Blog   Tagged ‘benefits’

Inside UMB: A Benefit for New Parents

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This post is part of our “Inside UMB” series, offering a look at our company’s culture and stories about our people.

While paid leave for new mothers is a common associate benefit among employers, paid parental leave (in addition to maternity leave) that can be used by both parents is harder to find. UMB is proud to offer this extra benefit to new mothers and fathers, believing that the time spent with a newborn is invaluable for both parents.

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UMB associates and brothers Andrew and Matthew Null have both welcomed new additions to their families in the past few years. As they each prepared for the arrival of their little ones, they were pleasantly surprised to learn about parental leave offered at UMB.

“I had never heard of paid leave for new fathers before! I have always valued everything UMB does for associates, but this benefit really proves that UMB values a work/life balance,” said Matthew (pictured at the bottom with his family).

Both brothers explained that being able to spend dedicated time at home made a big difference in their families’ adjustment to life with a newborn.

“It allows the family to operate as such by learning, growing, sharing duties and bonding during this time. Because of UMB’s parental leave, I was able to take over when my wife returned to work, giving me plenty of time to bond with my son,” Andrew shared (pictured above with his family and on the left at a Kansas City Royals game).

Matthew Null reiterated his brother’s sentiment, saying “It was really a once in a lifetime experience to share that time with my new daughter, along with being able to be a help to my wife. As many parents know, the first several weeks are taxing. Being able to work together as a team made the process much easier and created memories I will never forget.”

After utilizing this benefit, Andrew and Matthew Null are proponents of parental leave and how it can benefit both associates and employers. Matthew explains, “This benefit improves an associate’s balance between work and home, which in turn leads to better performance. As a first time father, I had a lot to learn in those first several weeks, and this time helped reduce my stress and share in a special time that many new fathers might miss.”

Learn more about UMB associate benefits on the Careers page and see quotes from more associates like Matthew and Andrew.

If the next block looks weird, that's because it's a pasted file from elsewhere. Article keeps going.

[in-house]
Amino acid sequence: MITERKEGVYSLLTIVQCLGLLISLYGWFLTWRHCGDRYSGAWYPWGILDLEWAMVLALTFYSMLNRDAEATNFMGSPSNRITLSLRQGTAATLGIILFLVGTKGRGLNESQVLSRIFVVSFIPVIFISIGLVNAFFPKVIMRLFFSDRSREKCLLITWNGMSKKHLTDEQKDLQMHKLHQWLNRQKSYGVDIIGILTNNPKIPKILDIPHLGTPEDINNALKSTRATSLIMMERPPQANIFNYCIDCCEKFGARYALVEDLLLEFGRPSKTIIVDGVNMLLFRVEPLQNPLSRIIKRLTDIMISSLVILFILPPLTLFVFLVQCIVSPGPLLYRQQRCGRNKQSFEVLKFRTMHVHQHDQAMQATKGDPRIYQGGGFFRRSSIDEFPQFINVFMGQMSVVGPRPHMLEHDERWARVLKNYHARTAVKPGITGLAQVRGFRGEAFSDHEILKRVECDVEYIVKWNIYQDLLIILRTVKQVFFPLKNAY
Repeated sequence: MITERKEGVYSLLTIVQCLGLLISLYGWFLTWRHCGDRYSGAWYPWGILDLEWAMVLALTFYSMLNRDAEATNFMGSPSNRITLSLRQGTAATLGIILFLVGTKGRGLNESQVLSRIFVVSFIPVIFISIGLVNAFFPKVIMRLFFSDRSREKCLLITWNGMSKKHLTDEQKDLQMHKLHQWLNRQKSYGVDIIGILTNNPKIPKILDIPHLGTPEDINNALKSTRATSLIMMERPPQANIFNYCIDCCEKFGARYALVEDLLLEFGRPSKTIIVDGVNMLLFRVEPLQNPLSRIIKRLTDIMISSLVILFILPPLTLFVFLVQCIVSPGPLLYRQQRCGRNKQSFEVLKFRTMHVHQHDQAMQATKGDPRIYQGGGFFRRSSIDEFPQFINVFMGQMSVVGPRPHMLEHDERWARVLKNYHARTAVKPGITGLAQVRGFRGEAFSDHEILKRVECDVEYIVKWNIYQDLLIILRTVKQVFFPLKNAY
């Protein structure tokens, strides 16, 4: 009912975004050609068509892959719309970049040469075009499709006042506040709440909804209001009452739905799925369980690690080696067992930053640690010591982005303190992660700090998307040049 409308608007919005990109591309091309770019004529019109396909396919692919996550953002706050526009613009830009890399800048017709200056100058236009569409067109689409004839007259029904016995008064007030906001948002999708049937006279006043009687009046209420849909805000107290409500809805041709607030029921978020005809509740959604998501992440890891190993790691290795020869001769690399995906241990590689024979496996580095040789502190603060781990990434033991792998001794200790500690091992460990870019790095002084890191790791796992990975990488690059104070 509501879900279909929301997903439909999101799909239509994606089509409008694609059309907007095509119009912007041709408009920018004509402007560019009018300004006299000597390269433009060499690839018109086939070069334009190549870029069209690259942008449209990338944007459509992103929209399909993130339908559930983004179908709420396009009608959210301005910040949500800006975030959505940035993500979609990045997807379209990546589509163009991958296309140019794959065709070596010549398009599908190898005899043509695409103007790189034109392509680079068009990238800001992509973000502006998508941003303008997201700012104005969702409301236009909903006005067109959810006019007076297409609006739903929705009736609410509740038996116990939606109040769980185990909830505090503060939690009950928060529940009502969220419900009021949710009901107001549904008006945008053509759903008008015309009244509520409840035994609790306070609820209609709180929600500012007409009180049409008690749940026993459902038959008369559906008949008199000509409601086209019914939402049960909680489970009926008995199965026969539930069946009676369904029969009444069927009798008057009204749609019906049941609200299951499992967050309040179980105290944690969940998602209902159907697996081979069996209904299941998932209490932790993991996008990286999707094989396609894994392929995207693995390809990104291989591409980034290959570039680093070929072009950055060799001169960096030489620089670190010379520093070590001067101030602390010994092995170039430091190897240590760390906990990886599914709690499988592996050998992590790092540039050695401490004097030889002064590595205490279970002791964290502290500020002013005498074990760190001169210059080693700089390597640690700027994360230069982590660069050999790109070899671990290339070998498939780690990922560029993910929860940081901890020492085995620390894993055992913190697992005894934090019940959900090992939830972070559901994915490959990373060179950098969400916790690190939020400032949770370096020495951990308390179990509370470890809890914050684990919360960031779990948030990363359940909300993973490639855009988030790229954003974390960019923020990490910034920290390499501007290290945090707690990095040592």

UMB Financial Corporation (Nasdaq: UMBF) is a diversified financial holding company headquartered in Kansas City, Mo., offering complete banking services, payment solutions, asset servicing and institutional investment management to customers. UMB operates banking and wealth management centers throughout Missouri, Illinois, Colorado, Kansas, Oklahoma, Nebraska, Arizona and Texas, as well as two national specialty-lending businesses. Subsidiaries of the holding company include companies that offer services to mutual funds and alternative-investment entities and registered investment advisors that offer equity and fixed income strategies to institutions and individual investors.



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Q&A Series with Ben Morris, President of UMB Healthcare Services

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Part Two: Ann Mond Johnson examines how employers can effectively maximize their employees’ health care benefits

Repeal and replacement of the ACA didn’t happen, now what? UMB Healthcare Services’ Strategic Advisory Council, made up of five leading industry experts in a variety of health care, benefits and research-related fields, will discuss the uncertainty surrounding health care and how to manage health care costs in our April 27th webinar. Gearing up for the webinar, we asked members of our Strategic Advisory Council questions about their outlook for the future of health care and tips for managing health care costs. 

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In this Q&A series, I talk with Ann Mond Johnson, health care innovator and executive, about how employers can effectively maximize employees’ health care benefits, make wellness a key aspect of company culture and the future of making health care easier to understand and access.

What should employers be doing to effectively maximize their employees’ health care benefits?

Employees can maximize their benefit dollars when they understand what they’re selecting and are able to choose benefits that are most appropriate for them and their families. After all, people don’t want to buy health insurance; they want security for themselves and their families. They need protection against a financial disaster. Employers can help employees make better health care selections by providing comprehensive education on benefits and how to use benefits year-round. By engaging in the health care conversation throughout the year, employers can help employees make informed, thoughtful decisions.

How can employers make wellness a part of their culture?

Everything we’ve seen and read indicates that the most effective organizations “practice what they preach,” starting at the top of the organization. It doesn’t have to be very involved or expensive. Given that there are five big contributors to good health (tobacco, food choices, BMI, physical activity and unmanaged stress) focusing on at least one of these can likely make an impact. Employers can encourage a culture of wellness for their employees by providing useful resources such as timely and educational communications, sponsoring teams of employees for local races and having healthy food choices in on premise facilities.